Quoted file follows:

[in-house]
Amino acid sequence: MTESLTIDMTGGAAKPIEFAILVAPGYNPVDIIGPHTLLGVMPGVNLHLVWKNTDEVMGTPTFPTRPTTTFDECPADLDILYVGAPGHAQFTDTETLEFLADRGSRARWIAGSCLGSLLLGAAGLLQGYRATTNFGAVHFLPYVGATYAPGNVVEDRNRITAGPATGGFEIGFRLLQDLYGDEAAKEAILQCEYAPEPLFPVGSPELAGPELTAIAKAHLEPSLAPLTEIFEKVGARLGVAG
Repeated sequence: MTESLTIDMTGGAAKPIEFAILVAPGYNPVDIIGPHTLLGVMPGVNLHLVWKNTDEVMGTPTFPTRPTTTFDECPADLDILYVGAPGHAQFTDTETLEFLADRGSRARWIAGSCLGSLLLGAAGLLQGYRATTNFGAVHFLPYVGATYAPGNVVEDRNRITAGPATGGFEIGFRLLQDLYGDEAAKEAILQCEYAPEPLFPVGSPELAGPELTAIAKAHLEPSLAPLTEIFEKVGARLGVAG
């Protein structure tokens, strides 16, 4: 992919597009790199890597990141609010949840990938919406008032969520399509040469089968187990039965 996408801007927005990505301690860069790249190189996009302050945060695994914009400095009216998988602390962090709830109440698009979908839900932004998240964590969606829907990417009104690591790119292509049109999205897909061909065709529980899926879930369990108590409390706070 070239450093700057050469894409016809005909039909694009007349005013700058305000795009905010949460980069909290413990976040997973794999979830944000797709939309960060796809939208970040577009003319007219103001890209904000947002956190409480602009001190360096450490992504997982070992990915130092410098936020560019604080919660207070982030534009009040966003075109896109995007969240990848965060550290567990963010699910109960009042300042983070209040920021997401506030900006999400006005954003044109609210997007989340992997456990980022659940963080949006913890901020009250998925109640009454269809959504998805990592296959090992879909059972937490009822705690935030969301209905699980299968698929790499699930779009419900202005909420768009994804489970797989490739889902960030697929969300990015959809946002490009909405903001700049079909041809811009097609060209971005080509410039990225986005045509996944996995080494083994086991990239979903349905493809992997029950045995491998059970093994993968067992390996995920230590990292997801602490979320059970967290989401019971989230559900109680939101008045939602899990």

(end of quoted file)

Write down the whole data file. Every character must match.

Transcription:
[in-house]
Amino acid sequence: MTESLTIDMTGGAAKPIEFAILVAPGYNPVDIIGPHTLLGVMPGVNLHLVWKNTDEVMGTPTFPTRPTTTFDECPADLDILYVGAPGHAQFTDTETLEFLADRGSRARWIAGSCLGSLLLGAAGLLQGYRATTNFGAVHFLPYVGATYAPGNVVEDRNRITAGPATGGFEIGFRLLQDLYGDEAAKEAILQCEYAPEPLFPVGSPELAGPELTAIAKAHLEPSLAPLTEIFEKVGARLGVAG
Repeated sequence: MTESLTIDMTGGAAKPIEFAILVAPGYNPVDIIGPHTLLGVMPGVNLHLVWKNTDEVMGTPTFPTRPTTTFDECPADLDILYVGAPGHAQFTDTETLEFLADRGSRARWIAGSCLGSLLLGAAGLLQGYRATTNFGAVHFLPYVGATYAPGNVVEDRNRITAGPATGGFEIGFRLLQDLYGDEAAKEAILQCEYAPEPLFPVGSPELAGPELTAIAKAHLEPSLAPLTEIFEKVGARLGVAG
């Protein structure tokens, strides 16, 4: 992919597009790199890597990141609010949840990938919406008032969520399509040469089968187990039965 996408801007927005990505301690860069790249190189996009302050945060695994914009400095009216998988602390962090709830109440698009979908839900932004998240964590969606829907990417009104690591790119292509049109999205897909061909065709529980899926879930369990108590409390706070 070239450093700057050469894409016809005909039909694009007349005013700058305000795009905010949460980069909290413990976040997973794999979830944000797709939309960060796809939208970040577009003319007219103001890209904000947002956190409480602009001190360096450490992504997982070992990915130092410098936020560019604080919660207070982030534009009040966003075109896109995007969240990848965060550290567990963010699910109960009042300042983070209040920021997401506030900006999400006005954003044109609210997007989340992997456990980022659940963080949006913890901020009250998925109640009454269809959504998805990592296959090992879909059972937490009822705690935030969301209905699980299968698929790499699930779009419900202005909420768009994804489970797989490739889902960030697929969300990015959809946002490009909405903001700049079909041809811009097609060209971005080509410039990225986005045509996944996995080494083994086991990239979903349905493809992997029950045995491998059970093994993968067992390996995920230590990292997801602490979320059970967290989401019971989230559900109680939101008045939602899990």